18 episodes

The Oxford Brookes Poetry Centre podcast focusses upon the work of one poet or features discussion about poetry with poets and academics. The theme music for the podcast, entitled ‘Leaving for the North’, was composed by Aneurin Rees, and played by Aneurin Rees (guitar) and Rosalie Tribe (violin). For more information about the Poetry Centre, look up our website or find us on social media @brookespoetry

Oxford Brookes Poetry Centre Podcas‪t‬ Niall Munro

    • Books
    • 5.0 • 2 Ratings

The Oxford Brookes Poetry Centre podcast focusses upon the work of one poet or features discussion about poetry with poets and academics. The theme music for the podcast, entitled ‘Leaving for the North’, was composed by Aneurin Rees, and played by Aneurin Rees (guitar) and Rosalie Tribe (violin). For more information about the Poetry Centre, look up our website or find us on social media @brookespoetry

    Episode 18: Ana Sampson talks to Niall Munro

    Episode 18: Ana Sampson talks to Niall Munro

    In the podcast, Ana discusses how she got into editing anthologies, how she goes about putting her anthologies together and making tough decisions about which poems to keep in and leave out, and why she thinks her most recent anthologies featuring only women poets - She Is Fierce and She Will Soar, both published by Pan Macmillan - are particularly important. You can find out more about Ana's work on her website (anasampson.co.uk) and follow her on Twitter (@AnaBooks). Ana and Niall discuss three poems from She Will Soar: 'The Sea-Shore' by Letitia Elizabeth Landon, an excerpt from Elizabeth Barrett Browning's verse novel Aurora Leigh, and 'Sonnet XXXI' by Edna St. Vincent Millay. To read these poems, we are absolutely delighted to welcome the acclaimed actress-writer-director Romola Garai. Romola has worked extensively in film, television and theatre, and you will very likely have seen her in films such as Atonement or Suffragette, or on television, in shows like The Crimson Petal and the White for which she was nominated for a BAFTA. Her debut directorial feature, a horror film called Amulet, was released earlier this year, and Romola will shortly be appearing in a film with a poetry connection when she plays Dylan Thomas's wife, Caitlin, in a movie about the poet called Last Call. As you'll find out by listening to the podcast, she is also an exceptional reader of poetry.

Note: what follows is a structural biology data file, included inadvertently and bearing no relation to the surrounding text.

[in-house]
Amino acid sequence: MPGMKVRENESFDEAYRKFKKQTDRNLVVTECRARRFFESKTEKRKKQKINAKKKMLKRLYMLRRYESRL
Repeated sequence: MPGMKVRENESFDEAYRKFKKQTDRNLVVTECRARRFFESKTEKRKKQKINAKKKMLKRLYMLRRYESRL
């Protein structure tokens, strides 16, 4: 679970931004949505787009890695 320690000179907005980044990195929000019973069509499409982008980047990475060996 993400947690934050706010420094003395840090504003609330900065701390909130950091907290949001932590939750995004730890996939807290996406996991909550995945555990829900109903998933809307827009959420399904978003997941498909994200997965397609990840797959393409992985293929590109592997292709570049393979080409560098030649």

• 1 hr 1 min
    Episode 17: Chris Beckett talks to Niall Munro

    Episode 17: Chris Beckett talks to Niall Munro

    In this episode, the poet, editor and translator Chris Beckett talks to Niall Munro about his latest book, "Tenderfoot". Chris discusses growing up in Ethiopia and questions of privilege, perceptions of Ethiopia and a responsibility he feels to write about the place and its people. Chris also talks about how he portrays his nascent sexuality and how he reflects on Ethopia then and now after numerous trips back to the country in recent years. Chris has published two collections with Carcanet, “Ethiopia Boy” in 2013, a sequence of praise poems about his childhood crush Abebe, and “Tenderfoot” in July this year. He co-translated and edited the first ever anthology of Ethiopian Amharic poetry, “Songs We Learn from Trees”, also out from Carcanet earlier this year. Chris’s partner is Japanese painter and sculptor, Isao Miura. Together they published a book of drawings and poems in 2014, “Sketches from the Poem Road", after Matsuo Basho’s Narrow Road to the Deep North” which was shortlisted for the Ted Hughes Award and led to a wonderful exhibition of sculpture, paintings and paper installation at the Glass Tank at Oxford Brookes University in 2016. You can find the poems that Chris discusses on the Poetry Centre's Podcast page, where there is also more information about Chris and his work.

    • 59 min
    Maya C. Popa talks to Niall Munro

    Maya C. Popa talks to Niall Munro